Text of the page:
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What Are Amino Acids?

Amino acids are the building blocks of life. These “protein blocks” combine to create chains that make up 75 percent of the human body. Without amino acids we would not exist—nor could we survive. Amino acids are crucial for practically every bodily function. In fact, almost all of the chemical processes and reactions that our body undergoes involves at least one kind of amino acid.

There are many different kinds of amino acids—20, in fact. These form the different kidns of proteins. These amino acids include glutamine, glycine, phenylalanine, tryptophan, and valine. The last three are crucial for human life. For example, tryptophan is crucial for proper sleep because it produces seratonin. It is also crucial for a healthy immune system and even for happiness—low levels of tryptohan have been linked to depression and anxiety. Other amino acids include isoleucine, leucine, lysine, methionine, and threonine.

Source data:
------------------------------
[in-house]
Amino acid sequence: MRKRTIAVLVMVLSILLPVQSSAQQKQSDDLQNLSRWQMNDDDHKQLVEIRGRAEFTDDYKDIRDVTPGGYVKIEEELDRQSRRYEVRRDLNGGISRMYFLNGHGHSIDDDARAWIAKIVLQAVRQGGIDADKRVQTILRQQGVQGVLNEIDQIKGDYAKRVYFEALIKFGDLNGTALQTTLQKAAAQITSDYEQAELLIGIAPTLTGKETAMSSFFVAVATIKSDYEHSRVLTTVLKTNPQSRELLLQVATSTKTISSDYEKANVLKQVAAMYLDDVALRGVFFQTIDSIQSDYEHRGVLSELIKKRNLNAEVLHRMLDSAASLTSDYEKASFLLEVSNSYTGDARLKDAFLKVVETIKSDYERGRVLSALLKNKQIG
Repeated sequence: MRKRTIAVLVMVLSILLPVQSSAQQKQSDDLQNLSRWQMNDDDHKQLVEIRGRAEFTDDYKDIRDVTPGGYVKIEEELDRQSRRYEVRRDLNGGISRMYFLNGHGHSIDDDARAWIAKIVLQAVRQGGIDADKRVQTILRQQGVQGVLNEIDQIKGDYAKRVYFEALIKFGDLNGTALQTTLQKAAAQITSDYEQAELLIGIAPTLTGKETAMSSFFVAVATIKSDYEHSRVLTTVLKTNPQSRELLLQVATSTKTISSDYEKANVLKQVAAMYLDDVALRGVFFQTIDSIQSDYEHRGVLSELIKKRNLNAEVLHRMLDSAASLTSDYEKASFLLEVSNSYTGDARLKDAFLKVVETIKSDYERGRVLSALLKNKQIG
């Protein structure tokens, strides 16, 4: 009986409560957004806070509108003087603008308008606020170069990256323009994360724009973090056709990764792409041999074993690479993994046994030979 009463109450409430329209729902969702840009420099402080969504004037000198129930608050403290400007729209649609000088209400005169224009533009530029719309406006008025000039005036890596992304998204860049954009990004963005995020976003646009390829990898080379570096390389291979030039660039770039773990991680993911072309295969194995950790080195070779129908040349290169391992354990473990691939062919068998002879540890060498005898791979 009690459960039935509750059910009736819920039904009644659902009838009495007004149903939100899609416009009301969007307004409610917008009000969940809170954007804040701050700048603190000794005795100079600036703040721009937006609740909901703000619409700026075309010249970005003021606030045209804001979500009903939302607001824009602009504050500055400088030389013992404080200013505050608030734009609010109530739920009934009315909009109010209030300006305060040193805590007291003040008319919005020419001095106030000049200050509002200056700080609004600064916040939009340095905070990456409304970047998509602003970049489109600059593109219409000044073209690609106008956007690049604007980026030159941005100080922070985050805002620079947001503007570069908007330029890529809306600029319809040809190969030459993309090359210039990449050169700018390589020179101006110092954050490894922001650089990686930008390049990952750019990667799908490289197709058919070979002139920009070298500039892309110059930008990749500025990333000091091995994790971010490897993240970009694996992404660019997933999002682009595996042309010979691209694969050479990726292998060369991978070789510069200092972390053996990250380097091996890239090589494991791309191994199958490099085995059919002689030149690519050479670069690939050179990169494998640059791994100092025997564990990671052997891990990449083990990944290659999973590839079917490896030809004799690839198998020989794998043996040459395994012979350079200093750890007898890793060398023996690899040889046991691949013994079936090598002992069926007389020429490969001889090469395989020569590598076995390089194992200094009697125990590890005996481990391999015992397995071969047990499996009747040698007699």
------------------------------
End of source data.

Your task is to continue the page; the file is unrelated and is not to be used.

Aside from the amino acids that naturally occur in the body, we must also take in other amino acids through food. Low amino acids can lead to protein degradation. It is also important to get amino acids on a regular basis because unlike fat and starch the body is incapable of storing it. Meat is a good source of amino acids, so vegetarians may need additional sources of amino acids. There are many amino acid supplements that are sold in health stores, and amino acid-enriched seasonings sold in supermarkets.

Amino acids are quite abundant in nature. Many microorganisms have amino acids. Scientists have also found trace amounts of amino acids in meteorites!

Featured in Science